Though many people loved the release, others had less than kind things to say about it. Comments ranged from positive to negative:
And, challenging the sentiment processor to do its best work, comments also ranged from slang to professional.
Some of the most common comments related to the release include appreciation for it (14.5% of conversations), the songs being funny (8.8% of conversations), downloading it (8.8% of conversations), and racism (4.7% of conversations).
September 6, 2012 | Comments Off
The September 4th election in Quebec brought unprecedented voters to the polls leading to a minority win for the pro-independence Parti Québécois. Reactions in social media were swift as thousands of people voiced their opinions online.
In an analysis of thousands of English language opinions shared in the social media space, the reaction was obviously mixed. Among all messages about the Quebec election, about 12.8% were negative, 71.4% were neutral, and about 15.8% were positive. As opposed to a strongly positive or strongly negative stance, this highly neutral reaction mirrors the mixed opinions reflected in the minority win.
Reaction to Pauline Marois specifically was 18.4% positive (15.7% negative), a similar reaction to her party’s win which generated 16.8% positive scores (10.6% negative).
Similarly, Jean Charest, the long-time Quebec Liberal Party leader and Premier, generated opinions that were only 9.9% positive and 15.1% negative. His party generated opinions that were 8.1% positive (12.2% negative).
Surprisingly, voters focused on individual people and party’s as opposed to specific issues. In the weeks leading up to the election, only 4.7% of conversations specifically mentioned separatism, compared to 8.7% mentioning schooling, 1.4% mentioning the economy, 0.5% mentioning health care, and 0.2% mentioning child care.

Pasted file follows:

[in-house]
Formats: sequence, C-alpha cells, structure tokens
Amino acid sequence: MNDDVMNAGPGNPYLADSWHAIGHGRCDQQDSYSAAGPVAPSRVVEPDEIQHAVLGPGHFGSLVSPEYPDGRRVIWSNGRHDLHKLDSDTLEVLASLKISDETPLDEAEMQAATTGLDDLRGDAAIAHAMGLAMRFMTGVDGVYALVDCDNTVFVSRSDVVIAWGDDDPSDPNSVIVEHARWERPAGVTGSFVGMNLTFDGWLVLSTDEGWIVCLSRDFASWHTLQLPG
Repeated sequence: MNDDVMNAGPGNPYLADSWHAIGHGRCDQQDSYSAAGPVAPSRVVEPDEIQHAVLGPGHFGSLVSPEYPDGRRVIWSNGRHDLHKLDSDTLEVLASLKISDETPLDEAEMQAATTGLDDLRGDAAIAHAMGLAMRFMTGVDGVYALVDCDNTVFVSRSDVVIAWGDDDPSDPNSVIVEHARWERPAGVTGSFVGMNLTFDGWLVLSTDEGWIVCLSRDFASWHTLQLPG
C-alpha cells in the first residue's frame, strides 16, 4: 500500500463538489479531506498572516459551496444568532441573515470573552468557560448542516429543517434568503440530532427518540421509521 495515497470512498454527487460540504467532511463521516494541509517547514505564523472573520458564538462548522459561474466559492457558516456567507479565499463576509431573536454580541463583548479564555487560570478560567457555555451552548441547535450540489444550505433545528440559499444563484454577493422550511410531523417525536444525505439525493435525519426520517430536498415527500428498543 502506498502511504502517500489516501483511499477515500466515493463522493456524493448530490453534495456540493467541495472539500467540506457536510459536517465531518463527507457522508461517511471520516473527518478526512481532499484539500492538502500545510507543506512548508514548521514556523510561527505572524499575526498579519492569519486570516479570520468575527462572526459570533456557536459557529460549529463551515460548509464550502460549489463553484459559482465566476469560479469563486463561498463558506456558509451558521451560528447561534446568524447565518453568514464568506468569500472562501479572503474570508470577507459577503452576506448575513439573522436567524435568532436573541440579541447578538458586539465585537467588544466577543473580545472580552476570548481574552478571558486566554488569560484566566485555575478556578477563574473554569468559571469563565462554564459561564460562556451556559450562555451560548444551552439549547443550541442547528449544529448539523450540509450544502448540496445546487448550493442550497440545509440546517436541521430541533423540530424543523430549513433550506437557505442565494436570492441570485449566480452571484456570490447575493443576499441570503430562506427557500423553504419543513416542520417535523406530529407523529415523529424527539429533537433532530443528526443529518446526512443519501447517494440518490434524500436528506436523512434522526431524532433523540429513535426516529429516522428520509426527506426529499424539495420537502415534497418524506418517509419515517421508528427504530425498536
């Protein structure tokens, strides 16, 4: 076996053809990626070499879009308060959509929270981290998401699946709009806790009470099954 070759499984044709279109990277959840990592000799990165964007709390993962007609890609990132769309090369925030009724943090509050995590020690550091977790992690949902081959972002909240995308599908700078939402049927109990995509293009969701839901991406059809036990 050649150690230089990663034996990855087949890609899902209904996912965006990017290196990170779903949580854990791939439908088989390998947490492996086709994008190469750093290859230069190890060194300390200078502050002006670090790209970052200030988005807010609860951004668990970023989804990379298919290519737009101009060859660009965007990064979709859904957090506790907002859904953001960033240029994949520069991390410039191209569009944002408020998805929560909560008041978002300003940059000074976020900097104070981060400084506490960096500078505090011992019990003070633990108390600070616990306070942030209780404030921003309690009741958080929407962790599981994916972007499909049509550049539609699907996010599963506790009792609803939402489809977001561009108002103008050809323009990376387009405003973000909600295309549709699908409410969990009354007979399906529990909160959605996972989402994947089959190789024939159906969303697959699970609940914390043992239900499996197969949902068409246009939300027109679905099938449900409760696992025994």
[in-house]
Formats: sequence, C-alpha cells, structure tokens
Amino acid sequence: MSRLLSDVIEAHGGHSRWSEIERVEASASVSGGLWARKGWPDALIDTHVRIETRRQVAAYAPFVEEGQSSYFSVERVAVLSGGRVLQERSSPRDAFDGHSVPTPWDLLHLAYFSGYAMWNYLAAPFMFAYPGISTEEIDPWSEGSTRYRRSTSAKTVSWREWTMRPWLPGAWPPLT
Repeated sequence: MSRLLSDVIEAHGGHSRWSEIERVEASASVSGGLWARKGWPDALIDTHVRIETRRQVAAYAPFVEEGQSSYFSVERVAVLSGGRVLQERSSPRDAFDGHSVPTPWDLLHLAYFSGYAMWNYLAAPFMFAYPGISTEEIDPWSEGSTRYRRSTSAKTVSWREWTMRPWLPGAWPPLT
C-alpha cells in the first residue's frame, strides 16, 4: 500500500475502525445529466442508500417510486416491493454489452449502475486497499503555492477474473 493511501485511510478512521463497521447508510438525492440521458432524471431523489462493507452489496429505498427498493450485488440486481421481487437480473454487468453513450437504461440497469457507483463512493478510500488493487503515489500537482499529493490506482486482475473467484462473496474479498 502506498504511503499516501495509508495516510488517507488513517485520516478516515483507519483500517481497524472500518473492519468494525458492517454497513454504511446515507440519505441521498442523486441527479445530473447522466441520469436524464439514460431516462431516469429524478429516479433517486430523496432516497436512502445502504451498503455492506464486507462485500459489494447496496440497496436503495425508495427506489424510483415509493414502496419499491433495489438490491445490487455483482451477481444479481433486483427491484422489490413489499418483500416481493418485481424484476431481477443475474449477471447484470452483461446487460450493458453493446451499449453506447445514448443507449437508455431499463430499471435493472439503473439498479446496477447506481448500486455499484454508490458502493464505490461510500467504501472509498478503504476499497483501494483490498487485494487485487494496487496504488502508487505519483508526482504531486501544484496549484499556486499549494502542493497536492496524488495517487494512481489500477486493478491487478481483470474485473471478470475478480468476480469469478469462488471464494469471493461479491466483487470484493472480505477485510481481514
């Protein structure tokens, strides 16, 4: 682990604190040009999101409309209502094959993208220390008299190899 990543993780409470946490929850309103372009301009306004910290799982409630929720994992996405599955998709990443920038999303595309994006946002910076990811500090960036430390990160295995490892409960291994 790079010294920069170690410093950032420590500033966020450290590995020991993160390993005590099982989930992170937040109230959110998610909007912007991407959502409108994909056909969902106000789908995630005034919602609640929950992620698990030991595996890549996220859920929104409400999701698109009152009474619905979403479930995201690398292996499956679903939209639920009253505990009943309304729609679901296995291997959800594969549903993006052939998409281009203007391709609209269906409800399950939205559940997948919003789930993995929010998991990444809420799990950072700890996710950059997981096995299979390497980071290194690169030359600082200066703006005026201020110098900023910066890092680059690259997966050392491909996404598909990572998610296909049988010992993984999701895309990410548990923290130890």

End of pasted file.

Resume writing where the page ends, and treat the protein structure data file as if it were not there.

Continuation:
[Results specifically excluded all conversations related to the shooting that killed one person at a PQ post-win event.]
August 29, 2012 | Comments Off
Just a few short days ago, US congressman Todd Akin made a public statement that took him out of relative obscurity and thrust him directly into the very public eye.
A quick glance at the chart showing daily mentions of him in social media clearly illustrate that prior to August 19, no one really cared what he had say. Other than a blip during early August after being declared the winner of the Republican Primary for US Senate, daily mentions of him were near zero. Then, on August 19, daily mentions of him spiked to thousands upon thousands. Something significant happened on this specific day and stayed on the public’s mind for a short time.
So if your question is how long can Todd akin go, the answer is about ten or so days. Because, in the ten days following that event, social media was abuzz with his words. Only in the last couple of days has the buzz decreased to levels similar to early August.
Those of us living under a rock might be wondering what exactly Todd Akin said. Assuming I’m one of those people, someone who has a klout score of 7, I decided to rummage through Conversition data as if I knew nothing at all.